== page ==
Masked Flowerpiercer Diglossa cyanea

  • Order: Passeriformes
  • Family: Thraupidae
  • Polytypic: 5 subspecies
  • Authors: Steven Byrum, Erik R. Funk, Casey H. Richart, and Kevin J. Burns
Sections

Systematics

Geographic Variation

Currently five subspecies of Diglossa cyanea are recognized (Dickinson and Christidis 2014, Clements et al. 2015). These subspecies differ mainly in plumage color intensity:

tovarensis, described as Diglossa cyanea tovarensis Zimmer and Phelps 1952; type locality Colonia Tovar, Aragua, Venezuela. This subspecies occurs in the coastal cordillera of northern Venezuela (Storer 1970). Its plumage is described as being less violaceous than nominate cyanea (Zimmer and Phelps 1952). It appears similar to dispar, but with a more restricted mask around the chin and forehead (Zimmer and Phelps 1952). It has been further described as brighter and paler blue, especially on the forecrown, showing more contrast against the black mask than nominate cyanea (Restall et al. 2007). Females resemble cyanea, but have brighter and more extensive blue on their heads, while juveniles appear duller blue on top with gray plumage below (Restall et al. 2007).

obscura, described as Diglossa cyanea obscura Phelps and Phelps 1952; type locality Cerro Tamuypejocha, Río Negro, Sierra de Perijá, Venezuela. Occurs in the Sierra de Perijá, on the border of Venezuela and Colombia (Storer 1970). It is darker blue than nominate cyanea (Phelps and Phelps 1952).

cyanea, described as Uncirostrum cyaneum Lafresnaye 1840; type locality Santa-Fé de Bogota [Colombia]. The nominate subspecies occurs in the Andes of western Venezuela, all three Andean ranges in Colombia, and in Ecuador, except in the far southwest (Storer 1970). See Detailed Description.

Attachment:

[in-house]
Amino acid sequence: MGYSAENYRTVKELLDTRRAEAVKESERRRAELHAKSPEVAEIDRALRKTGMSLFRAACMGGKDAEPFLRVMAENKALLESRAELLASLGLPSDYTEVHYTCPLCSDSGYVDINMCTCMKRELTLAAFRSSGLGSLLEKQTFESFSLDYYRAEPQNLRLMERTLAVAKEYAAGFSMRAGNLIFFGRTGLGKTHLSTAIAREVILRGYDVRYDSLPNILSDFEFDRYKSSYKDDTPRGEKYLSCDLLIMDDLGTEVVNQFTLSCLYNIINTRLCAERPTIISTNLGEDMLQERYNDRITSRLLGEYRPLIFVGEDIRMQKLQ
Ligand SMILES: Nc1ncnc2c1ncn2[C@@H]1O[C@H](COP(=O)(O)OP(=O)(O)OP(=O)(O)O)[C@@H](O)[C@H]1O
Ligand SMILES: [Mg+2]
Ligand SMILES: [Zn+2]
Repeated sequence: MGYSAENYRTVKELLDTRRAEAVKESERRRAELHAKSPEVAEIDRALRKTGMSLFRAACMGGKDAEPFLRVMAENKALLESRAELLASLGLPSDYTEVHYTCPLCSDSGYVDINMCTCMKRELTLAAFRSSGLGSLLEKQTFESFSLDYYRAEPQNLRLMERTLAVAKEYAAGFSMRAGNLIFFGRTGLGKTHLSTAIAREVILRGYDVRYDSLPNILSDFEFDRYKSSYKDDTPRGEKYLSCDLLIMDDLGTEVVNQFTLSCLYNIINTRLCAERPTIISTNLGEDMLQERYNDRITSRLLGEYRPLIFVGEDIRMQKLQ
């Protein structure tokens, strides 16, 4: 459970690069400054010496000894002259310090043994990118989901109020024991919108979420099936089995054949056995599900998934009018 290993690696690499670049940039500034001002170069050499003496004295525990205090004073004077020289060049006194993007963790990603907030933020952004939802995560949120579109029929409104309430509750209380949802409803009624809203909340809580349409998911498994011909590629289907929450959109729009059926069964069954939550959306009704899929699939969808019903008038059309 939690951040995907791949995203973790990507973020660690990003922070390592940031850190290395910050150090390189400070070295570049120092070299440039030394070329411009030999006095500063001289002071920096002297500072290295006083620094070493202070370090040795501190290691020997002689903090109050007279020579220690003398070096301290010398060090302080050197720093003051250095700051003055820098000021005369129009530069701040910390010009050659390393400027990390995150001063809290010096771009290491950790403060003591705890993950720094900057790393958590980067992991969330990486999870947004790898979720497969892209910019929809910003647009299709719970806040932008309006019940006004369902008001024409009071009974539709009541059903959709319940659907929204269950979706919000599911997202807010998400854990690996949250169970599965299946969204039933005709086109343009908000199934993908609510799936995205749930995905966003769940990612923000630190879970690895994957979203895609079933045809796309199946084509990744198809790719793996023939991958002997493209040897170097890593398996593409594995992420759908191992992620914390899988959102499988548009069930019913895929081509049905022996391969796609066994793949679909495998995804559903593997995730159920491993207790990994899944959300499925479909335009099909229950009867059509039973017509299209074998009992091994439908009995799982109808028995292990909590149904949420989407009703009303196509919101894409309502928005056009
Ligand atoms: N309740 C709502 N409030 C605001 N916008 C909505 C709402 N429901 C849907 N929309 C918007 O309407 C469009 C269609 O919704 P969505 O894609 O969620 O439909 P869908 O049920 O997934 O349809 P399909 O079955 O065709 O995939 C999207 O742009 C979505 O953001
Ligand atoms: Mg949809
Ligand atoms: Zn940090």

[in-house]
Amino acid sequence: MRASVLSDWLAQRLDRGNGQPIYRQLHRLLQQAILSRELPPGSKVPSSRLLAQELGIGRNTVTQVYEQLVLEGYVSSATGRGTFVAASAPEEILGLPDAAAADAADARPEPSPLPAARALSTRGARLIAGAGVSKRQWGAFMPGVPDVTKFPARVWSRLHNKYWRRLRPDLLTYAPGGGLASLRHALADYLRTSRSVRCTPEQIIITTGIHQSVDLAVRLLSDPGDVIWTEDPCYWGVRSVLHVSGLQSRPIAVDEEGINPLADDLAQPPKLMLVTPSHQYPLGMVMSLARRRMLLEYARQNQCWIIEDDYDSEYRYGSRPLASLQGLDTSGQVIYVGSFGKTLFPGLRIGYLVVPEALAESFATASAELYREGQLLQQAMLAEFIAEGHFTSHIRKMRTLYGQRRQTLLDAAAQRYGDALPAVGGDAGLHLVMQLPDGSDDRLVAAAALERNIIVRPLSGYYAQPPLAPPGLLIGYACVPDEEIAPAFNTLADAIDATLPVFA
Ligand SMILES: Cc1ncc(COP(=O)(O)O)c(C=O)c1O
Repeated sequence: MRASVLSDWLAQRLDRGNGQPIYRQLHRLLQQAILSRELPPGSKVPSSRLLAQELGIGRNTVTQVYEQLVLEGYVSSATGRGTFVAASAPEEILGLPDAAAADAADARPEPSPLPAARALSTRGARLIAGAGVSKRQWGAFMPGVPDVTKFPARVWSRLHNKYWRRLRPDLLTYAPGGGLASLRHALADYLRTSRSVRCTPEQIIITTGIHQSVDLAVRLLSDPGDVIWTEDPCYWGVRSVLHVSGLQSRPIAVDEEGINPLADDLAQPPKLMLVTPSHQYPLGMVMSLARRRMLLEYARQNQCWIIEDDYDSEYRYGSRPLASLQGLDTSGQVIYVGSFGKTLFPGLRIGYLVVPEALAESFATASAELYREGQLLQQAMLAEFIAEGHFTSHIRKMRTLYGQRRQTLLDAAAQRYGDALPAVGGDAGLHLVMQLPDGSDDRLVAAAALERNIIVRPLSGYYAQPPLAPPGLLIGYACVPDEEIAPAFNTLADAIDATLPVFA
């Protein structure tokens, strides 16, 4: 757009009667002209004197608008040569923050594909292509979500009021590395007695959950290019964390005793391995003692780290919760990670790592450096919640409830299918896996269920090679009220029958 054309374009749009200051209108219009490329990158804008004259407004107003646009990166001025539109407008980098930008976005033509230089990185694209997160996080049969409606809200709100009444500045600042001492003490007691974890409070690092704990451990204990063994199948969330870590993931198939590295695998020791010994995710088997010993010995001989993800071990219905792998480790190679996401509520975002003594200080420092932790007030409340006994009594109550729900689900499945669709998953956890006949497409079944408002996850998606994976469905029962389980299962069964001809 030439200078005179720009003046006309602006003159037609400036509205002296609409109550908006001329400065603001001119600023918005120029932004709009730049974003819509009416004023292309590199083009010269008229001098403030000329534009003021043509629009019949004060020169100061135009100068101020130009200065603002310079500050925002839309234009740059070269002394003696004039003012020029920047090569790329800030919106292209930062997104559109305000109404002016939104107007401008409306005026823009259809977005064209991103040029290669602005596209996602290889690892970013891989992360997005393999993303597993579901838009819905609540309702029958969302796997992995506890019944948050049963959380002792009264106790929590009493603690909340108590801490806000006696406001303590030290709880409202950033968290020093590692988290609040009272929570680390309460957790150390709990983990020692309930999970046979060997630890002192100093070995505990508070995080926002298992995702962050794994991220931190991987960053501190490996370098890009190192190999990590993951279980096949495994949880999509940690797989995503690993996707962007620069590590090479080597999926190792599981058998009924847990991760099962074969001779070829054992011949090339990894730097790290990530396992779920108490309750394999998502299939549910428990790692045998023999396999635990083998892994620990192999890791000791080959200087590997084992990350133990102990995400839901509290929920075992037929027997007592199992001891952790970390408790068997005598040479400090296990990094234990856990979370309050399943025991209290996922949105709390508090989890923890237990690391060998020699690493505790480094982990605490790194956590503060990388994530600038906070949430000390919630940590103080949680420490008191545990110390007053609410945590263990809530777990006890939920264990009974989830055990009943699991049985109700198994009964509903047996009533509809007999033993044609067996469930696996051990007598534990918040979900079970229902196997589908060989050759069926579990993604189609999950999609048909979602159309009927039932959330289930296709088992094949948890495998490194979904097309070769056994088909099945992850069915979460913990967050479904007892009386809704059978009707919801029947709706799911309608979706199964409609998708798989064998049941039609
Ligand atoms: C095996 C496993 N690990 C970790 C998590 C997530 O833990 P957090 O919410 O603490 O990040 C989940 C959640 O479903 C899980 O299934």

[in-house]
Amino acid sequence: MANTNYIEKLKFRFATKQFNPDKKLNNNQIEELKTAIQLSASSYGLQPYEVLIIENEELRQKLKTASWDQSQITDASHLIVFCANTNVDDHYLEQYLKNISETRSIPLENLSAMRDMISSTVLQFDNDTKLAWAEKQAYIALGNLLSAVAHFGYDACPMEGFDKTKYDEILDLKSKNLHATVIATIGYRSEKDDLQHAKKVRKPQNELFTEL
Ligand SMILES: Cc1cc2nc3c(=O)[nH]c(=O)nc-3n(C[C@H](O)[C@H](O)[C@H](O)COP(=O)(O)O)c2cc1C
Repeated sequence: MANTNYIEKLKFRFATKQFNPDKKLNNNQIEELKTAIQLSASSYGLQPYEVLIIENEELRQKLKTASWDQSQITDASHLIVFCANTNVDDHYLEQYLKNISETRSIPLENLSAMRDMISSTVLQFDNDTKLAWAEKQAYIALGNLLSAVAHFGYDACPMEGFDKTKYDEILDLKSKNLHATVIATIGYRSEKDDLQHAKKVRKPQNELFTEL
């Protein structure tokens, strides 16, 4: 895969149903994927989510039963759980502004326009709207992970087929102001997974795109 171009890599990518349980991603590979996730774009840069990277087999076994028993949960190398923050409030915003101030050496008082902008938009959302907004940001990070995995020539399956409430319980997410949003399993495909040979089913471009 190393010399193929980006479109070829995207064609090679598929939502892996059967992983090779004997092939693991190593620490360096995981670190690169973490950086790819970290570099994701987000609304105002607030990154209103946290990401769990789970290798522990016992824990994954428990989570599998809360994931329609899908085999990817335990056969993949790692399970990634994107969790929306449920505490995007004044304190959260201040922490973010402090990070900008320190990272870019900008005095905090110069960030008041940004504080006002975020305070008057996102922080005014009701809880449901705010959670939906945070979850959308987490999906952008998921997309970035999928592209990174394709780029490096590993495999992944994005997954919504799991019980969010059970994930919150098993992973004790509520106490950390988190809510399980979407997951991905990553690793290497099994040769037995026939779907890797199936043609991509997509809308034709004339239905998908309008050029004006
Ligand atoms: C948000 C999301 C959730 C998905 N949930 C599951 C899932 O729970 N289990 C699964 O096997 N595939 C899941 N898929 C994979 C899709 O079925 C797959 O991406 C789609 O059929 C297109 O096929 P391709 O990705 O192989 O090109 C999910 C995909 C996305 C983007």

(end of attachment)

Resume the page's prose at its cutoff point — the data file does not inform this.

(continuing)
dispar, described as Diglossa cyanea dispar Zimmer 1942; type locality Chugur, Cajamarca, Peru. This subspecies occurs in the Andes of southwestern Ecuador and northwestern Peru. It has a more greenish tinge to its plumage compared to nominate cyanea (Restall et al. 2007).

melanopis, described as D.[iglossa] melanopis Tschudi 1844; type locality Peru, restricted to the Junín region (Hellmayr 1935). This subspecies occurs in the Andes of Peru, except for the northwest, and Bolivia, south to Santa Cruz (Storer 1970, Remsen et al. 1987). Subspecies melanopis is slightly larger than the other subspecies, as well as darker and duller than nominate cyanea, with the blue outer margins of the tertial feathers less sharply outlined (Hilty 2011).

Related Species

Masked Flowerpiercer belongs to the tanager family Thraupidae, within the diverse subfamily Diglossinae, which consists of 64 species, most of which occur at high elevations (Burns et al. 2014). There are 14 genera in this subfamily, including the flowerpiercer genus, Diglossa, which includes 18 species (Burns et al. 2014). Previous taxonomies have placed Diglossa in Coerebidae (honeycreepers), Parulidae (New World Warblers), or Emberizidae (American Sparrows) (Burns et al. 2003). However, DNA analyses clearly indicate Diglossa flowerpiercers are tanagers (Burns et al. 2014). Within tanagers, Catamenia is sister to the genus Diglossa (Burns et al. 2014). Although Masked Flowerpiercer has sometimes been placed in the genus Diglossopis, Mauck and Burns (2009) found this genus to be non-monophyletic and thus its use is unwarranted.

Vuilleumier (1969) subdivided Diglossa into 4 species groupings mostly based on morphological features, with Masked Flowerpiercer placed in the caerulescens group along with D. caerulescens (Bluish Flowerpiercer), D. glauca (Deep-blue Flowerpiercer), and D. indigotica (Indigo Flowerpiercer), due to the shared characteristics of blue plumage, poorly marked sexual dimorphism, and relatively unspecialized bills. These four species made up the genus Diglossopis; recent phylogenetic analyses of DNA sequence data have established this grouping as non-monophyletic due to the position of Indigo Flowerpiercer (D. indigotica). Masked Flowerpiercer is the sister species to Bluish Flowerpiercer (D. caerulescens), with strong support. These species form a clade which is the sister taxon to Deep-blue Flowerpiercer (D. glauca) (Mauck and Burns 2009, Burns et al. 2014).

Recommended Citation

Byrum, S., E. R. Funk, C. H. Richart, and K. J. Burns (2017). Masked Flowerpiercer (Diglossa cyanea), version 1.0. In Neotropical Birds Online (T. S. Schulenberg, Editor). Cornell Lab of Ornithology, Ithaca, NY, USA. https://doi.org/10.2173/nb.masflo1.01